China: Politically Communist; Socially Capitalist
China is one of five communist countries remaining in the world, but, on my visit, it was not so obvious what about China was communist.
If anything, it almost seemed to be more capitalist than the United States.
For example, pride in ownership is very prevalent. People own their apartments and their cars, and they are proud to tell you how much it cost and the fact that they paid for it upfront without a loan. Seemingly, everyone in China either owns their apartment or is working to own it. It is expected that a man owns his own home before getting married. Heck, even poor farmers in the countryside are expected to pay for government-built apartments. Nothing that I saw was government-subsidized; there are no “handouts” in China.
In fact, there were almost no universal social-programs at all. Health insurance is paid for on a monthly, biannual, or annual basis. Garbage disposal and snow removal is the responsibility of the people to take care of. There was no subsidized housing; if you cannot afford to live in an area you are simply expected to move somewhere else. If you are really poor, you are expected to build a home in the countryside yourself on your own dime. Also, there are seemingly no protections for renters. If you rent a property, I was told, the landlord has the ability to knock on your door and tell you to move immediately without warning. I asked why this is possible and was told that it is the landlord’s house, not yours, so that is why they can do it. (Note: This is a very rare occurrence and no one I spoke to knew of it happening, but it is a possibility in which a renter cannot protect themselves from).
The only thing that is strikingly “communist” about China is that they are a one-party state entirely dominated by the Communist Party of China. Voting is conducted by committees of party members rather than individuals, universities must adhere to party ideologies in their educational platforms, and, according to Chinese President Xi Jinping, “politicians run the newspapers”. Freedom of speech is limited, freedom of press is nonexistent, and you cannot expect to make it far in China without a cutthroat business mentality or strong connections to party officials.
There is no evidence that the government desires economic equality amongst its population. China has the second highest number of billionaires in the world, only behind the United States, yet has a GDP per capita of barely over US$8,000. It is entirely normal for someone who lives in a US$600,000 apartment to be served by a waiter who lives on US$600 a month. Farmers work for hours upon hours in the blistering sun using 19th Century equipment as world-class passenger trains scream by at 500km/hour. Poor elderly pick-up plastic bottles to turn in for pennies as wealthy businessmen drink $200 bottles of wine after work.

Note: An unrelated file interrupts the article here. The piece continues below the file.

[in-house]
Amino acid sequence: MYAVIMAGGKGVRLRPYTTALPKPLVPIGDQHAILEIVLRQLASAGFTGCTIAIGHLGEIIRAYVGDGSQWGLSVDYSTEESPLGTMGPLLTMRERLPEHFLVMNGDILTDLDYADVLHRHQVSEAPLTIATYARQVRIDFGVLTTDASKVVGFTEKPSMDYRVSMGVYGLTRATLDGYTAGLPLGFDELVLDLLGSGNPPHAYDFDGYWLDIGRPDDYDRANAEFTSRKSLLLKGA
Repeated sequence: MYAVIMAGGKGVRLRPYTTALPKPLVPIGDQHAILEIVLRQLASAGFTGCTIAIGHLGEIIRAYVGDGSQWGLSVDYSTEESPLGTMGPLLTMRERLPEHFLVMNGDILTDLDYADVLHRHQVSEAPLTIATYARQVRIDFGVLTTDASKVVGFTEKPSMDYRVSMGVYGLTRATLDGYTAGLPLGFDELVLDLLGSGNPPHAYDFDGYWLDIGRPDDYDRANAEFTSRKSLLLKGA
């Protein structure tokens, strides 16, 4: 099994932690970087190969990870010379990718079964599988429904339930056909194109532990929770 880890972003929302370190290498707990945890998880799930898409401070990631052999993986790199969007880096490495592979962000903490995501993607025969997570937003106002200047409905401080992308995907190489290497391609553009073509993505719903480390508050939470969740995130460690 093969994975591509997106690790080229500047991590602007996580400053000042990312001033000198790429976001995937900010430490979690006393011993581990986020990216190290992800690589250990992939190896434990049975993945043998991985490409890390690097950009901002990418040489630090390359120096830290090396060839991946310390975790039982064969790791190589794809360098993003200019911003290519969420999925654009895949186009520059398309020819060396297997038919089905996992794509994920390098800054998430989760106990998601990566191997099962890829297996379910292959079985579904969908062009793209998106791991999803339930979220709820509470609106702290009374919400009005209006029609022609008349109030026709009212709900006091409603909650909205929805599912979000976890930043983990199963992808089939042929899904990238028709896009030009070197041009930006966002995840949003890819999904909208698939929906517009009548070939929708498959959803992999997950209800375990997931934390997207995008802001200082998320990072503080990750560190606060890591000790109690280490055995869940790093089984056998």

When I think of a communist nation, I do not think of these things.
The only thing truly communist about China is its political scheme, and being a one-party state does not put it in the best of company. There are only ten one-party states in the world, with examples including all five communist nations (China with Cambodia, Laos, North Korea, and Vietnam) and war-torn nations like Eritrea and Syria. Historical examples of one-party states do not paint a prettier picture, either, with the most prominent 20th Century examples being the Soviet Union, Nazi Germany, and Fascist Italy.
Is China truly an exception to the rule, or are they a bubble waiting to burst? While China has the world’s second strongest GDP, their GDP per capita is a lowly 71st, ten spots behind the world average, and right behind nations like Turkey, Mexico, and Kazakhstan. Can a nation so bejeweled with new riches endure having a population so poor? Can a communist government function as a world leader while its population fully embraces a capitalist mindset?
These are questions I wish to ask party leaders, especially President Xi Jinping, to see what they think. Unfortunately, these questions are likely to never be answered. I fear, that instead of getting answers, we will just see strengthened efforts of muting the outside world’s voice in China and continued suppressions of dissenting opinions form within the country’s borders.